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Slavonia is a land of legends, with its myths and secrets proudly passed down through the generations. Here the locals fiercely uphold their traditions, such as harvest festivals, traditional dresses and the popular local music.

They are also generous hosts, always ready to engage in a heart-to-heart over a glass of one of the many quality wines produced by the area’s fertile lowlands and some of the spicy local dishes such as čobanac (stew) or fiš paprikaš (fish soup).

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Trails of the Pannonian Sea

Once an endless blue expanse of sea, today it glistens in gold and its islands are green mountains.

All that is left of the great waters are tiny shells in the fertile plains of Slavonia. Yet the waters are still here – three great rivers, the Sava, the Drava and the Danube hold this region in their embrace. This alluring natural environment was greatly appreciated by the nobility, so much so that they built their castles here, indulged in hunting, fishing and, of course, the wines – which were also much appreciated in the courts of Europe and savoured at coronation ceremonies. The wine cellars of Ilok, Kutjevo and Belje are world famous. Now we can all enjoy the magic of times gone by. Following the Trails of the Pannonian Sea, discover the lovely songs of the area accompanied by tambouritzas, and enjoy the parades of people dressed in their colourful and festive folk costumes, men with their ‘šokački’ hats and young women with their gold ducat necklaces. The city of Vinkovci – the oldest continuously inhabited city in Europe.

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Shaped by the force of the mighty rivers Drava, Danube, Sava and Ilova, Slavonia is a mythical region that for centuries has guarded its treasures.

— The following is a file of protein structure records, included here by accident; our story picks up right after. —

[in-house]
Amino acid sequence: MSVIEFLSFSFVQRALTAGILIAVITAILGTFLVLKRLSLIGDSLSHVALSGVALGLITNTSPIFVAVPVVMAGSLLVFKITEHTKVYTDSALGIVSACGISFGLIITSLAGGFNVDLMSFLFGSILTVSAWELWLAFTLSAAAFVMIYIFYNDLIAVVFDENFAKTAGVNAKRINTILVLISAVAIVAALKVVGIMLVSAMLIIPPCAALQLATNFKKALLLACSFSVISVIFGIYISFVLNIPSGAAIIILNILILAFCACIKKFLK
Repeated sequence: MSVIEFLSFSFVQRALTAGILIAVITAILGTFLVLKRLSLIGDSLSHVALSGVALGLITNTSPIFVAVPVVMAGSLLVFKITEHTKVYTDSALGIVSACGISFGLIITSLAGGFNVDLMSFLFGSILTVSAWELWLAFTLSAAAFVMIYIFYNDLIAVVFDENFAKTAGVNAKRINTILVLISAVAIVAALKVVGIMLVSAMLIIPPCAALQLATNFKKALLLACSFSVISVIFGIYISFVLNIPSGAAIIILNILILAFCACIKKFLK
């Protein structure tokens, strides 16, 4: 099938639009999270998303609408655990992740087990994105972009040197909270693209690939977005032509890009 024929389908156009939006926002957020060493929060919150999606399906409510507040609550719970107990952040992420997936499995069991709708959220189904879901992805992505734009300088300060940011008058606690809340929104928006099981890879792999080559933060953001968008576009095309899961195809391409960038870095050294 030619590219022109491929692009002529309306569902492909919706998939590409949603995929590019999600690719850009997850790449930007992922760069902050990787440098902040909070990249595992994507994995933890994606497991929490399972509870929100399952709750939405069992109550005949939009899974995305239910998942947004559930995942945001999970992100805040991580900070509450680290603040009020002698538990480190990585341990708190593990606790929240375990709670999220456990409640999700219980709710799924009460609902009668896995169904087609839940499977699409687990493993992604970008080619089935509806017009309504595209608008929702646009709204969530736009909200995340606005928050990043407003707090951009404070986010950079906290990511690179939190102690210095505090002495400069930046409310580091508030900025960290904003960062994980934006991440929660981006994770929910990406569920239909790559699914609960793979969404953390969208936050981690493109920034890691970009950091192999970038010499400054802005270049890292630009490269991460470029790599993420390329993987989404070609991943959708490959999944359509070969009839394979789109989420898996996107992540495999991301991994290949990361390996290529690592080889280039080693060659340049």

With its wide, endless expanse of the golden Pannonia plains, strong river flows, areas that provide an ideal habitat for the now centuries-old forests of common oak (Quercus robur), as well as for more than 2000 biological species, Slavonia is a fertile land tilled by human hand for over 8,000 years. Ever since this part of the continent rose from the Pannonian Sea in the Pleistocene, once island, Papuk became mountain that discovers the oldest rocks of this part of Europe – granite and metamorphic rocks from the Paleozoic era – ful of witnesses, that today tell the geological history of Earth. The fertile Slavonian plains have emerged from the Panonian sea after have been sea bottom for more that 10 million years, and have been since a promised land.

The Golden Valley celebrated through history

Treasuring the area as both wheat growing and winegrowing country with the Kutjevo winegrowing district, home to one of the oldest wine cellars in Europe, the Romans named it Vallis Aurea (the Golden Valley)

Having become a part of the Roman Empire in the first centuries AD, boasting two major roads - one leading from Osijek to the eastern provinces and the other linking the Aque Balissae (today known as Daruvar) with the fertile agricultural and winegrowing country around Požega, Đakovo and Vinkovci, Slavonia gave two Roman emperors - the eminently capable and courageous Valentinian I and his brother Valens.

If it is peace you seek in the matchless primeval dawns when the earth awakens from darkness shrouded in the haze hovering above the wide river valleys, then come and discover the land of Slavonia.

Moments to treasure in the towns of Slavonia and Baranja

This is a place where people have a deep respect for Mother Earth and whose faces reflect the pride they take in their Slavonian origins.

Waste no time, set off down roads that will take you past mighty medieval fortifications, monasteries, Baroque castles and the manor houses of Osijek, Vinkovci, Požega, Slavonski Brod, all the way to Vukovar and Ilok, where the indigenous Lipizzaner horses proudly strut their stuff, where rare birds nest and flock, and wild geese rise from the famous Kopački rit Nature Park. Come and discover the monastery of Ilok, where the Italian Franciscan St. John of Capistrano is buried, the Baroque fortifications of Slavonski Brod and Osijek, true urban and cultural Pannonian metropolis whose university and scientific environment has produced two Croatian Nobel Prize winners.